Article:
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But his administration was quickly plunged into its first controversy with the nomination of Attorney General Máire Whelan to the Court of Appeal.

Some months later, the government nearly collapsed in a bitter row over Minister Frances Fitzgerald’s handling of Garda whistleblower Maurice McCabe. Fianna Fáil demanded her resignation and so the government survived.

In December 2017, his government secured the backstop deal with the UK to prevent a hard border on the island. Leo Varadkar promised that the assurances received were “cast-iron” and “politically bulletproof”.

Micheál Martin (L) and Leo Varadkar operated on a rotating Taoiseach basis since 2020

Government support soared along with Mr Varadkar’s own popularity according to opinion polls.

In 2018, his administration paved the way for major social change after agreeing to ask the Irish people whether they wanted to repeal the Eighth Amendment. The passing of the referendum led to wider access to abortion in Ireland.

After months of Brexit cliff edges, Leo Varadkar’s meeting with British Prime Minister Boris Johnson in Wirral, England in October 2019 was credited with breaking the deadlock and finally reaching a deal.

In early 2020, he led Fine Gael into a general election campaign with the party seeking to capitalise on his image. But it finished behind Fianna Fáil and Sinn Féin in a deeply disappointing result.

In the post-mortem afterwards, several errors were identified including a misplaced belief in a Brexit bounce along with mistakes on pensions. Leo Varadkar resolved to go into opposition insisting the party needed to regroup.

But the country was soon plunged into crisis as the pandemic arrived and the caretaker Taoiseach was catapulted into the spotlight.

On 12 March 2020, Leo Varadkar made a fateful early morning address from Washington DC where he ushered in unprecedented restrictions on people’s lives.

Leo Varadkar returned to his role as Taoiseach in December 2022

“I know that some of this is coming as a real shock and it is going to involve big changes in the way we live our lives. I know that I am asking people to make enormous sacrifices. We’re doing it for each other.”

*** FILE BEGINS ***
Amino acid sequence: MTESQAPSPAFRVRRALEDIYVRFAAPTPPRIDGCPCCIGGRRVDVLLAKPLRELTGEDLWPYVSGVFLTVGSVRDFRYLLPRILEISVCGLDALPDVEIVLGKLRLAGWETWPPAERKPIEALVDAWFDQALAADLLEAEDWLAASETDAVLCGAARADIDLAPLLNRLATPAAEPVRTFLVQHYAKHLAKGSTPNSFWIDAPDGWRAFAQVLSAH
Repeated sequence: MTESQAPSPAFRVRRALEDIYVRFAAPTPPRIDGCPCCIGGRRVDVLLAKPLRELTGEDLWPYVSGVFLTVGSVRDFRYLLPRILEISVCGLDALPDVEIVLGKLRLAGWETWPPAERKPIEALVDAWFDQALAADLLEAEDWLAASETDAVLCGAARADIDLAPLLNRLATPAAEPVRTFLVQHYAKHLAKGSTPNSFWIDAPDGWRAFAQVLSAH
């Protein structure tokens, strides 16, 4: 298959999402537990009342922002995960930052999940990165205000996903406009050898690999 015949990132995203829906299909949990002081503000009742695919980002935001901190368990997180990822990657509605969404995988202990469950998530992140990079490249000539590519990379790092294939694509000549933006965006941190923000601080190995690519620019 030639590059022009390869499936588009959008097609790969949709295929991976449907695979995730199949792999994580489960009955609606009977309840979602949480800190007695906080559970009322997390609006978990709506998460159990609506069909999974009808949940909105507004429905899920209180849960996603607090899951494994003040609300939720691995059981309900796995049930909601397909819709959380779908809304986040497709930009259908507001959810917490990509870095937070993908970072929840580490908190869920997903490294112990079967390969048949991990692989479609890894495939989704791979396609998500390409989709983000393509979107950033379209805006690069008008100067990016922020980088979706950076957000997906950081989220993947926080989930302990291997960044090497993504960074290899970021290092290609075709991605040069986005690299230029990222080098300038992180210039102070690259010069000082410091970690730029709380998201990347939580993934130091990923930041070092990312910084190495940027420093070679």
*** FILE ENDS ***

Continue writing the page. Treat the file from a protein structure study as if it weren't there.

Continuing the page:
Many more public addresses followed as even tougher measures were introduced including an address with a huge audience on St Patrick’s Day.

“This is the calm before the storm, before the surge. And when it comes and it will come, never will so many ask so much of so few.”

All the while, government formation talks dragged on with Fine Gael eventually agreeing to coalesce with the old Civil War enemy along with the Green Party. Leo Varadkar became Tánaiste and Business Minister in a government led by Fianna Fáil’s Micheál Martin.

But his leaking of a GP contract to a friend in 2020 came back to haunt him, leading to an eventual Dáil no confidence vote which he survived, paving the way for Mr Varadkar to return as Taoiseach in 2022.

This saw Micheál Martin return to the role of Tánaiste and Minister for Foreign Affairs, a brief that became ever more high-profile with the war in Ukraine and later, the war in Gaza.

As the international picture became more troubling, the domestic one calmed down, with life returning to normality for most people after the upheaval of the Covid pandemic.

While the Irish economy returned to growth, outpacing most of Europe, political difficulties began to crop up once again.

The ill-judged and poorly-timed referendums on Family and Care provided a double wallop for the Government, leading to reflection, and the realisation that mood of the public was not with the political classes.

Ten Fine Gael TDs have announced they will not be running again for election – almost one third of the party’s parliamentary representatives, leading many to question the party leader’s strategy for the next election.

This will now be a consideration for the next leader of Fine Gael, with Leo Varadkar’s departure.

Additional reporting Juliette Gash